Update–12:28 PM EST: The DDos attack has resumed and sites like Spotify, Amazon, Twitter, and GrubHub are back down. Ironically, no one can brag and take responsibility for the attack since all social media channels are down.
I was tight. Seriously, I was pissed. I didn’t eat breakfast, had $1 pizza for lunch, so I was looking forward to a fat dinner. I’ve got these $10 off Seamless coupons on deck at my apartment, so not only was I ready to munch, I was ready to save some money. Frugality and shit you know.
Anyway, so I get home from the gym, shower up, and plop myself on my bed, opening my laptop. I go right to Seamless to decide what’s in my hunger cloud for the night. Italian? Nah, had pizza for lunch. Asian? Also nah, I still haven’t found a reliable Chinese or Japanese spot in Hoboken and I’m starting to worry I never will. And then I had it… Mexican. F*ck Trump and his wall, I was gonna order some stomach-ethering yet endlessly enjoyable Mexican. I type my address into Seamless.
Try again. Error again.
Try a third time. Third Error.
I head over to their partner site Grubhub. Nope. Same error. Something is wrong, so I went right to Twitter to find out what was good. Everyone else was having a problem too. Shit was real. I even Tweeted about it:
I ended up eating a throwback from my broke college years: pasta, butter, garlic salt, and parmesan cheese. If you ever find yourself in a tough spot, give that banger a try. It’s legit.
Anyway, I had completely forgotten about the issue when I woke up this morning. Sure, it’s rainy AF today, but it’s a new day, with new meals, and I was ready to move on. But then I saw this article from Gizmodo: “This Is Probably Why Half the Internet Shut Down Today“. Needless to say, I quickly realized something very woke was going on.
“Twitter, Spotify and Reddit, and a huge swath of other websites were down or screwed up this morning. This was happening as hackers unleashed a large distributed denial of service (DDoS) attack on the servers of Dyn, a major DNS host. It’s probably safe to assume that the two situations are related.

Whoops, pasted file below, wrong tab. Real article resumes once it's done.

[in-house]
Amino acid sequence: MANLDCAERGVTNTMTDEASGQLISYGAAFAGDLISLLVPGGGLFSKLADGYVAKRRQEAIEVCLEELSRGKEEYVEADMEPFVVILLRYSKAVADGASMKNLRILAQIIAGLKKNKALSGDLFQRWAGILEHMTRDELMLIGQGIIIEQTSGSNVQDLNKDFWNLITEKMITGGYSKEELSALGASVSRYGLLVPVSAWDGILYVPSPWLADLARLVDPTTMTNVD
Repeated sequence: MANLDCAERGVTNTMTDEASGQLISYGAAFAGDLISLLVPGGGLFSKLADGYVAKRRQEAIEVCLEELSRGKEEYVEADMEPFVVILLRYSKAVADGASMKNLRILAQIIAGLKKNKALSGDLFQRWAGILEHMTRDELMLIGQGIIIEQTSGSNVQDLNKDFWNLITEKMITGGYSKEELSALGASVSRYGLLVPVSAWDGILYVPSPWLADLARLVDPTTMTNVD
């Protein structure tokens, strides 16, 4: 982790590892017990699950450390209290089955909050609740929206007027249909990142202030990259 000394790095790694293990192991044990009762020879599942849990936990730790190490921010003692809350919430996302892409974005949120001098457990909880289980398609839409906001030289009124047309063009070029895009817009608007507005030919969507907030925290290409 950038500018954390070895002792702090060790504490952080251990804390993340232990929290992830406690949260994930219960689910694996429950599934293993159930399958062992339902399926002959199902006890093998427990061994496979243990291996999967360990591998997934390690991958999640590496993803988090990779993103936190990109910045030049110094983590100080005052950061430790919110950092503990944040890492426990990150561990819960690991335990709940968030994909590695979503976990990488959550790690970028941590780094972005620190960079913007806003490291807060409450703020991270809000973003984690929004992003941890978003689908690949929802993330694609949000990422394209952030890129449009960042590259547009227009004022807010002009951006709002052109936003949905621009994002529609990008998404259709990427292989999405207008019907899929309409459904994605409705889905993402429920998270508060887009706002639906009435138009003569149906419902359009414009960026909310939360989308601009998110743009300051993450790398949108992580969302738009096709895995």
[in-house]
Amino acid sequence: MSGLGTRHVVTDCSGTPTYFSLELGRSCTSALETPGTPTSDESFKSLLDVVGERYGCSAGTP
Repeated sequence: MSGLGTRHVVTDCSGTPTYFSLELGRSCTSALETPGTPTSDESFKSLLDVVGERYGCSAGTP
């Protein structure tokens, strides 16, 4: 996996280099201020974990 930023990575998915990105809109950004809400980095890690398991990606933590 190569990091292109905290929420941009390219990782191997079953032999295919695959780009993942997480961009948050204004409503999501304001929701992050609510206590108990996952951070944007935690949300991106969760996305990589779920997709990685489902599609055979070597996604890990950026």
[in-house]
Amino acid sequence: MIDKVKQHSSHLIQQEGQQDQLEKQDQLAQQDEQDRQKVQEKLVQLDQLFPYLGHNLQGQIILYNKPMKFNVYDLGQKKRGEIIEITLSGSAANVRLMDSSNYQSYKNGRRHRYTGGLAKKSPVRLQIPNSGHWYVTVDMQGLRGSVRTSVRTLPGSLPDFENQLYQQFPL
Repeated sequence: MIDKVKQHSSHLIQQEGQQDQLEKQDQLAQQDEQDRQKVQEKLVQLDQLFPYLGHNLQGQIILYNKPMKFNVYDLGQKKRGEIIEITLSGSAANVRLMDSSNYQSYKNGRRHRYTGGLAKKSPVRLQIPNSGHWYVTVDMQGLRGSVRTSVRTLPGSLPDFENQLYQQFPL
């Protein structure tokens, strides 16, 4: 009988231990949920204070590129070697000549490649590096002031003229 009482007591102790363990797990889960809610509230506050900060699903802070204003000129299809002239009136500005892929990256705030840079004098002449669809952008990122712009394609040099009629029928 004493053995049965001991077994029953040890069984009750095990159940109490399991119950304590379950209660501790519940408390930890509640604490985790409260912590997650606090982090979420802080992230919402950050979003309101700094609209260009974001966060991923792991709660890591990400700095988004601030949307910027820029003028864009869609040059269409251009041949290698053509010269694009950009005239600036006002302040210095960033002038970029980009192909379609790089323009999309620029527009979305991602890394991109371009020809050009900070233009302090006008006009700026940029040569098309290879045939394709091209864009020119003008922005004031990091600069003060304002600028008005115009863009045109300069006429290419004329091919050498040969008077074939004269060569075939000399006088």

Domain Name Servers (DNS) act as the Internet’s phone book. Basically, they facilitate your request to go to a certain webpage and make sure you are taken to the right place. If the DNS provider that handles requests for Twitter is down, well, good luck getting to Twitter. Some websites are coming back for some users, but it doesn’t look like the problem is fully resolved.
Dyn posted this update on its website: “Starting at 11:10 UTC on October 21th-Friday 2016 we began monitoring and mitigating a DDoS attack against our Dyn Managed DNS infrastructure. Some customers may experience increased DNS query latency and delayed zone propagation during this time. Updates will be posted as information becomes available.”
They threw up a list of about 40 or so websites that were affected by the hack, and lo and behold, there they were: Seamless and Grubhub.
Crazy shit, right? Here I am thinking that Seamless just sucks a fat one and didn’t pay the rent on their domain name when it turns out there was some serious cyberterrorism going on. Who knew? 2016, man.